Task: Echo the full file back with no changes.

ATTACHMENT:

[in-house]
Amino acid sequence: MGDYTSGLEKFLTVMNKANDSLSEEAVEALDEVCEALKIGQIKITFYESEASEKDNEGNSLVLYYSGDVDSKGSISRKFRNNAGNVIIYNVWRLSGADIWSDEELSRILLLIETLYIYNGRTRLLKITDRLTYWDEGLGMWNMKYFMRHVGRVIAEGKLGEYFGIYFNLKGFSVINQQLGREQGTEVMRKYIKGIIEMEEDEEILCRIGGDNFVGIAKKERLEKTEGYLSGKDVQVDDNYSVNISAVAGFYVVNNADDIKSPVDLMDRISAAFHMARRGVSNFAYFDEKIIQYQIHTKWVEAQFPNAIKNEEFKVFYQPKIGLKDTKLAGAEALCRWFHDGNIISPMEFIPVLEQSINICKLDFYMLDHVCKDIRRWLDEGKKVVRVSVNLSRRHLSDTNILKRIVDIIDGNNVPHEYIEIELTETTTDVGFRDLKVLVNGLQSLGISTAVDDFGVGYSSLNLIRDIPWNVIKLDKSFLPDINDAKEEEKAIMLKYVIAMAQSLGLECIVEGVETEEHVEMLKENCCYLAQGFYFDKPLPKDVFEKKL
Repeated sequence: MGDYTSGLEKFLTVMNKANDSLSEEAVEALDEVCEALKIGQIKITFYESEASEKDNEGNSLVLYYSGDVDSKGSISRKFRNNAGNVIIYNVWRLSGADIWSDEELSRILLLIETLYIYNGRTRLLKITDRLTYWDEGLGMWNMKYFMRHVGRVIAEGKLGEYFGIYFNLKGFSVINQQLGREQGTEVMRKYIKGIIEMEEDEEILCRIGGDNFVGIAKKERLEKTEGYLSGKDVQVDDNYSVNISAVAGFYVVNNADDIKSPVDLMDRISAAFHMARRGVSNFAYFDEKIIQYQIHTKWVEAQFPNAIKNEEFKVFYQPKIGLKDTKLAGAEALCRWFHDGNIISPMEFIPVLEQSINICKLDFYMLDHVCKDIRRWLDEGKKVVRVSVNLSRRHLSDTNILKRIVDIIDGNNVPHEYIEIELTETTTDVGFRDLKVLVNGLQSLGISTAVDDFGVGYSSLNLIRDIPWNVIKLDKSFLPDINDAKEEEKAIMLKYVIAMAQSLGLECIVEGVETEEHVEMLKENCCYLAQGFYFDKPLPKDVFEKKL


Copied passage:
[in-house]
Amino acid sequence: MGDYTSGLEKFLTVMNKANDSLSEEAVEALDEVCEALKIGQIKITFYESEASEKDNEGNSLVLYYSGDVDSKGSISRKFRNNAGNVIIYNVWRLSGADIWSDEELSRILLLIETLYIYNGRTRLLKITDRLTYWDEGLGMWNMKYFMRHVGRVIAEGKLGEYFGIYFNLKGFSVINQQLGREQGTEVMRKYIKGIIEMEEDEEILCRIGGDNFVGIAKKERLEKTEGYLSGKDVQVDDNYSVNISAVAGFYVVNNADDIKSPVDLMDRISAAFHMARRGVSNFAYFDEKIIQYQIHTKWVEAQFPNAIKNEEFKVFYQPKIGLKDTKLAGAEALCRWFHDGNIISPMEFIPVLEQSINICKLDFYMLDHVCKDIRRWLDEGKKVVRVSVNLSRRHLSDTNILKRIVDIIDGNNVPHEYIEIELTETTTDVGFRDLKVLVNGLQSLGISTAVDDFGVGYSSLNLIRDIPWNVIKLDKSFLPDINDAKEEEKAIMLKYVIAMAQSLGLECIVEGVETEEHVEMLKENCCYLAQGFYFDKPLPKDVFEKKL
Repeated sequence: MGDYTSGLEKFLTVMNKANDSLSEEAVEALDEVCEALKIGQIKITFYESEASEKDNEGNSLVLYYSGDVDSKGSISRKFRNNAGNVIIYNVWRLSGADIWSDEELSRILLLIETLYIYNGRTRLLKITDRLTYWDEGLGMWNMKYFMRHVGRVIAEGKLGEYFGIYFNLKGFSVINQQLGREQGTEVMRKYIKGIIEMEEDEEILCRIGGDNFVGIAKKERLEKTEGYLSGKDVQVDDNYSVNISAVAGFYVVNNADDIKSPVDLMDRISAAFHMARRGVSNFAYFDEKIIQYQIHTKWVEAQFPNAIKNEEFKVFYQPKIGLKDTKLAGAEALCRWFHDGNIISPMEFIPVLEQSINICKLDFYMLDHVCKDIRRWLDEGKKVVRVSVNLSRRHLSDTNILKRIVDIIDGNNVPHEYIEIELTETTTDVGFRDLKVLVNGLQSLGISTAVDDFGVGYSSLNLIRDIPWNVIKLDKSFLPDINDAKEEEKAIMLKYVIAMAQSLGLECIVEGVETEEHVEMLKENCCYLAQGFYFDKPLPKDVFEKKL